A Quiet Place Review
Don't Breathe meets Pitch Black
The Office's John Krasinski delivers a thoroughly impressive third directorial effort with this gripping and subversive high concept horror.An ambitious project for a relatively new director to take on, particularly one who came up through primarily comedic work, Krasinski has clearly done his homework, taking note of the subversive traits and socio-political commentary that informed such recent gems as Get Out and Don't Breathe, and channeling clear love and respect for Jaws, all refocused through the prism of a terrified parent's eyes. The end result, courtesy of Krasinski's rewrite of a spec script, is a striking little piece that works as a horror both literally and figuratively, playing out as a taut little creature feature as well as a symbol for the waking nightmare that almost every parent endures at one time or another.Although there are similarities to other creature horrors, and A Quiet Place could be simplistically boiled down to Pitch Black by way of Don't Breathe, Krasinski establishes a fresh and distinctive feel, spurred on by the collaboration with wife Emily Blunt, and by the real-world young family they now have, bringing organic characters and family dynamic to a film where you might not expect it, and cranking up the tension to almost breaking point without relying on bodycount, gore, or monster mayhem to deliver thrills. It's a hell of a ride; 90 minutes of near-silent running which will suck the noise out of auditoriums across the land as they hold their bated breath over what will happen next.
The story follows a young family, led by John Krasinski and Emily Blunt's parents, who live a silent existence on a quiet farm, in a land plagued by vicious creatures who are blind but are hypersensitive to sound. Haunted by the loss of one of their kids to the monsters, the dedicated parents have to protect their remaining charges, a son and a deaf daughter, whilst also teaching them how to survive and, perhaps more importantly, not lose all hope.
Certainly A Quiet Place is best enjoyed knowing as little as possible from the outset, establishing the credentials of its high concept right from the harrowing opening prologue, and then cranking up the tension on the farm as even simple things like playing Monopoly or walking up a flight of creaky stairs pose potentially fatal risks. With the daughter's deafness a seemingly insurmountable problem with their limited technological resources to find a hearing aid, the family's inherent familiarity with sign language is a significant benefit as they navigate the treacherous land - a familiar environment beset with dangers.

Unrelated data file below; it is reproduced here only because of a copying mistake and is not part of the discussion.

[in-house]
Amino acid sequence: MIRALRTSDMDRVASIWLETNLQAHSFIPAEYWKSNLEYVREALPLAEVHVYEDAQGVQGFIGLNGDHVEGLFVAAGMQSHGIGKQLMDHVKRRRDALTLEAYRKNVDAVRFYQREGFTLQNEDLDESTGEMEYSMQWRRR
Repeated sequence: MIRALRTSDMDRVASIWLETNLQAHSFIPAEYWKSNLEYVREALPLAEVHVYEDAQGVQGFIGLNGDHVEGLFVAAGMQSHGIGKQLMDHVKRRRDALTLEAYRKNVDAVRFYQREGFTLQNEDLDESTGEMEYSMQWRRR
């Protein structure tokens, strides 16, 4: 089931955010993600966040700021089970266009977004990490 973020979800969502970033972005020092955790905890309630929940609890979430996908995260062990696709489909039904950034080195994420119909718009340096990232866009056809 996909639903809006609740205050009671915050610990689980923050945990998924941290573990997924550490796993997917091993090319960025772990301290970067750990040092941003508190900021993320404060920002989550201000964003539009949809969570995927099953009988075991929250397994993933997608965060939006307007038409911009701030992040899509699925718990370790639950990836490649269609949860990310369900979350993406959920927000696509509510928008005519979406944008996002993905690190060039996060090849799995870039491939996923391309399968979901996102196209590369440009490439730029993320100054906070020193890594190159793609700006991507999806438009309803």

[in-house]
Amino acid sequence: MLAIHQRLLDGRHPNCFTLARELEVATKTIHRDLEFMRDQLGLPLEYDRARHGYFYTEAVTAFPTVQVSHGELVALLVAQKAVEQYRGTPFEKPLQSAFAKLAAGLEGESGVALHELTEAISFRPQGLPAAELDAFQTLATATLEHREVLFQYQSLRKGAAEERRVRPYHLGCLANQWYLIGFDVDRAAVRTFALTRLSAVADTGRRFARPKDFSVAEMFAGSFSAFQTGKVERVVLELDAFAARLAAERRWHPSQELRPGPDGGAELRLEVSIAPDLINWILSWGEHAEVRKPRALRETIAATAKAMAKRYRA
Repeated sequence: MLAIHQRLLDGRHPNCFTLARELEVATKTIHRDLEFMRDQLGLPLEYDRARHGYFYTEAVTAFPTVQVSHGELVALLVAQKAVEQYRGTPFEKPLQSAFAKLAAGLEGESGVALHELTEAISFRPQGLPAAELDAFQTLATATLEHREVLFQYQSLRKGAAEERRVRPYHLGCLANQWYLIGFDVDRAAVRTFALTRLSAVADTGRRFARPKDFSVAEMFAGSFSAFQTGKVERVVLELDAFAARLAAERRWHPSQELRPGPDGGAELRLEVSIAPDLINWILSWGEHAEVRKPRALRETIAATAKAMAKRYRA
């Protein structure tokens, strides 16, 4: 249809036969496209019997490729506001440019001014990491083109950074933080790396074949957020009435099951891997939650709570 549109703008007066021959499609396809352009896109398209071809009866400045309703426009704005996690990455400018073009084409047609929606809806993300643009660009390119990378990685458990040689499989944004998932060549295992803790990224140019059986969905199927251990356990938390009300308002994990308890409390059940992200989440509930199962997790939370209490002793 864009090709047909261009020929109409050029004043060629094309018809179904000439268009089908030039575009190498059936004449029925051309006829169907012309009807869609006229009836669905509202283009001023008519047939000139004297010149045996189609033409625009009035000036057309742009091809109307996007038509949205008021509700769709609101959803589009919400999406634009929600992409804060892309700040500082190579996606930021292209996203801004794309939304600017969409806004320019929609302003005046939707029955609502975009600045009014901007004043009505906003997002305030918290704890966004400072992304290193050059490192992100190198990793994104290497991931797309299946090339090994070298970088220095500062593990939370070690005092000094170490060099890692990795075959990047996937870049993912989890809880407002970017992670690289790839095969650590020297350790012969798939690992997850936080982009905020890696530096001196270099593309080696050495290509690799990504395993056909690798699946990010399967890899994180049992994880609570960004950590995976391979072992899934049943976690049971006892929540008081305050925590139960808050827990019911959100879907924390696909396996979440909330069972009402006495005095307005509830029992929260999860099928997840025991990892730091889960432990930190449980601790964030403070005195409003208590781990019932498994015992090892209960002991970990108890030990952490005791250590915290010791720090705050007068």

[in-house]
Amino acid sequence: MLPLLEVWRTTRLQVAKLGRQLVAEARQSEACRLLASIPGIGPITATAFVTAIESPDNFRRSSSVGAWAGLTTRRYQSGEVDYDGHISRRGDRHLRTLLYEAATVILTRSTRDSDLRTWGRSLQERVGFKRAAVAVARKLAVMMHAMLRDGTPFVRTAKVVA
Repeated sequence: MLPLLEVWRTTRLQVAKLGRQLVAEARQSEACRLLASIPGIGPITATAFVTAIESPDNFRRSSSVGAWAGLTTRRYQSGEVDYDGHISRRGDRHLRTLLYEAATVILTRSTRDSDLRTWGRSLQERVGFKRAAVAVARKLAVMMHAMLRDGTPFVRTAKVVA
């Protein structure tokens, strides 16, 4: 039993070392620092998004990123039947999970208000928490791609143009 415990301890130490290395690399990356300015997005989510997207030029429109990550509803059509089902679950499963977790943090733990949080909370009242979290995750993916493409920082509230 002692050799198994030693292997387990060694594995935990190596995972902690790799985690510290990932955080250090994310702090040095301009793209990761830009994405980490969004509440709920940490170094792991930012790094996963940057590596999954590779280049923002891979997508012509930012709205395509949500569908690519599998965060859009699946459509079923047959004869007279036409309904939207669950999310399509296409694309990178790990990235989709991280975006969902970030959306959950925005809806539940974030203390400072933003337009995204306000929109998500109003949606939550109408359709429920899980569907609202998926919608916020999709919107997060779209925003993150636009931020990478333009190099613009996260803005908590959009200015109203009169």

A minor future classic.
Krasinski and Blunt do the heavy lifting, with The Office mainstay highly expressive despite the challenge of no dialogue, convincing in times of horror and terror (c.f. 13 Hours), particularly when faced with the realisation that one of his loved ones may be in danger. Blunt is great under pressure (c.f. Edge of Tomorrow), afforded some memorable time alone in the house where she really gets to show her horror teeth. The child actors are also superb, including Millicent Simmonds, who is deaf in real life (and who actually helped teach her fellow cast members sign language) and whose scenes are cleverly played out in complete silence, offering an added level of horror to the already terrifying scenario.
Chocked full of memorable moments and standout setpieces, A Quiet Place benefits most from a commitment to character depth and natural family interaction, and even if you enjoy it above the level of its symbolic parental horrors - with Krasinski (and Blunt spurring him on behind the scenes) intent on emphasising the parental metaphors, addressing both the fear that even the slightest mistake on the part of parents could cost their children dearly, as well as the cost of said fear on both parents and their children - it still provides one of the most memorable horror journeys of recent times, sitting comfortably alongside its standout brethren like the recently Oscar-nominated Get Out. A minor future classic.
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